Before you give a dextromethorphan product to a child, check the package label to find out how much medication the child should receive. Give the dose that matches the child's age on the chart. Ask the child's doctor if you don't know how much medication to give the child.
If you are taking the liquid, do not use a household spoon to measure your dose. Use the measuring spoon or cup that came with the medication or use a spoon made especially for measuring medication.
If you are using the dissolving strips, place them on your tongue and swallow after they melt.
If you are taking the chewable tablets you can allow them to melt in your mouth or you can chew them before swallowing.
If you are taking the extended-release suspension, shake the bottle well before each use to mix the medication evenly.
If you are taking the lozenges, allow them to slowly melt in your mouth.
Stop taking dextromethorphan and call your doctor if your cough does not get better within 7 days, if your cough goes away and comes back, or if your cough occurs with a fever, rash, or headache.
tell your doctor and pharmacist if you are allergic to dextromethorphan, any other medications, or any of the ingredients in the product you plan to take. Check the package label for a list of the ingredients.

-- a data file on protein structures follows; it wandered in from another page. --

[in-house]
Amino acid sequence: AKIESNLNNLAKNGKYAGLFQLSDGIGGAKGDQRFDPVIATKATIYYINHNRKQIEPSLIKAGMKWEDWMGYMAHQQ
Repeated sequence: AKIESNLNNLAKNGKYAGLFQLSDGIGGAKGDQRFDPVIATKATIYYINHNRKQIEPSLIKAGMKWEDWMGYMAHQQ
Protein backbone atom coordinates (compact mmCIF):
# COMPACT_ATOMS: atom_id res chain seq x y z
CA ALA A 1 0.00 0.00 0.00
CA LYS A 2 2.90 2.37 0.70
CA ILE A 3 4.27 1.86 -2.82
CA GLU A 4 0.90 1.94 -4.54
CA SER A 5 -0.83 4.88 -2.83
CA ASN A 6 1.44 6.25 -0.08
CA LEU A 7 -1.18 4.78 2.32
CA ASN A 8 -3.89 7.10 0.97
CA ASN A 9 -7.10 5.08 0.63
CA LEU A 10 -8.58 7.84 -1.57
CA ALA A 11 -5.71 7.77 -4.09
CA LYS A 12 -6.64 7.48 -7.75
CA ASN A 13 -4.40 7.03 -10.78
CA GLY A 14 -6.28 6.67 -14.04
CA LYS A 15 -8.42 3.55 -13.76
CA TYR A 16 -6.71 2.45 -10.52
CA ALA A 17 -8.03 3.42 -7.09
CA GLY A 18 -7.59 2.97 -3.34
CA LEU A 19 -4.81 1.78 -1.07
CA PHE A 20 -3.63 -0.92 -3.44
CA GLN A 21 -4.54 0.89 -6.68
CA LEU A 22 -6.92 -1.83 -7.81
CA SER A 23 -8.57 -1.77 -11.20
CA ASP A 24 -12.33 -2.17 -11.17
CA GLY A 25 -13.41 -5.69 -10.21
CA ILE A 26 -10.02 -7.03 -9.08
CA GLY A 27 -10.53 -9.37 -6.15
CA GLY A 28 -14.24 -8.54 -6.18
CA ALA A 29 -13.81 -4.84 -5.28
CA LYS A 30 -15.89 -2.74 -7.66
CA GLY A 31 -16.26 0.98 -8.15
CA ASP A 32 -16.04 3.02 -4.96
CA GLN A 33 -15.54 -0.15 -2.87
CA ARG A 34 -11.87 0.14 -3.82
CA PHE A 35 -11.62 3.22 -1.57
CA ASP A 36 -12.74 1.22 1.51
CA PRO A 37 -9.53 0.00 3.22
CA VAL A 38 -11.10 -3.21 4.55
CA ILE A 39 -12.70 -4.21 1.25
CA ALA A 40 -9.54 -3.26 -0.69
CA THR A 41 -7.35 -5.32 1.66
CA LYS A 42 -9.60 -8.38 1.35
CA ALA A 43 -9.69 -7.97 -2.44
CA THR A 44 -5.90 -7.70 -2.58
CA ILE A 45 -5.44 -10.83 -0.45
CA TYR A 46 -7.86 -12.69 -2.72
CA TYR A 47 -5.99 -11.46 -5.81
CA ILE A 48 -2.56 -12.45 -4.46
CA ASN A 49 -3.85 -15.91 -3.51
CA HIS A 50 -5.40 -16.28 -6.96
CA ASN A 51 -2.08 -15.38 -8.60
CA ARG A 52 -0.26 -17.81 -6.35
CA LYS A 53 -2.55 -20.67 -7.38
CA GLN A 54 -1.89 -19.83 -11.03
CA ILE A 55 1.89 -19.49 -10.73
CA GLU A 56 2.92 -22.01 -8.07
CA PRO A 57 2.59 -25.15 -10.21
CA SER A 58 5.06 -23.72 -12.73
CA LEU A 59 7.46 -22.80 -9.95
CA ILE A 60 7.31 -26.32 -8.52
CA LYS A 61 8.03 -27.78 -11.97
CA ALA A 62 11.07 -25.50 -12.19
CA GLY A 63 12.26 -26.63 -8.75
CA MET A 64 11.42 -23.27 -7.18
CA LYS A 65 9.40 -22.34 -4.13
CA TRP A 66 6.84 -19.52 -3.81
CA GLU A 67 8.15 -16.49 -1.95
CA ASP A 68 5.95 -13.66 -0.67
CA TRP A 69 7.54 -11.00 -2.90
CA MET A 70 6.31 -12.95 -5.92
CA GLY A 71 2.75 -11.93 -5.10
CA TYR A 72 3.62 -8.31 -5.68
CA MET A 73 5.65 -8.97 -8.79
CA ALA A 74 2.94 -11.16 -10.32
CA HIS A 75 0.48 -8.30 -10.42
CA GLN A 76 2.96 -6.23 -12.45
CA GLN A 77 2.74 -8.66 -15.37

do not take dextromethorphan if you are taking a monoamine oxidase (MAO) inhibitor such as isocarboxazid (Marplan), phenelzine (Nardil), selegiline (Eldepryl, Emsam, Zelapar), and tranylcypromine (Parnate), or if you have stopped taking an MAO inhibitor within the past 2 weeks.
tell your doctor and pharmacist what prescription and nonprescription medications, vitamins, nutritional supplements, and herbal products you are taking or plan to take.
tell your doctor if you smoke, if you have a cough that occurs with a large amount of phlegm (mucus), or if you have or have ever had breathing problems such as asthma, emphysema, or chronic bronchitis.
tell your doctor if you are pregnant, plan to become pregnant, or are breast-feeding. If you become pregnant while taking dextromethorphan, call your doctor.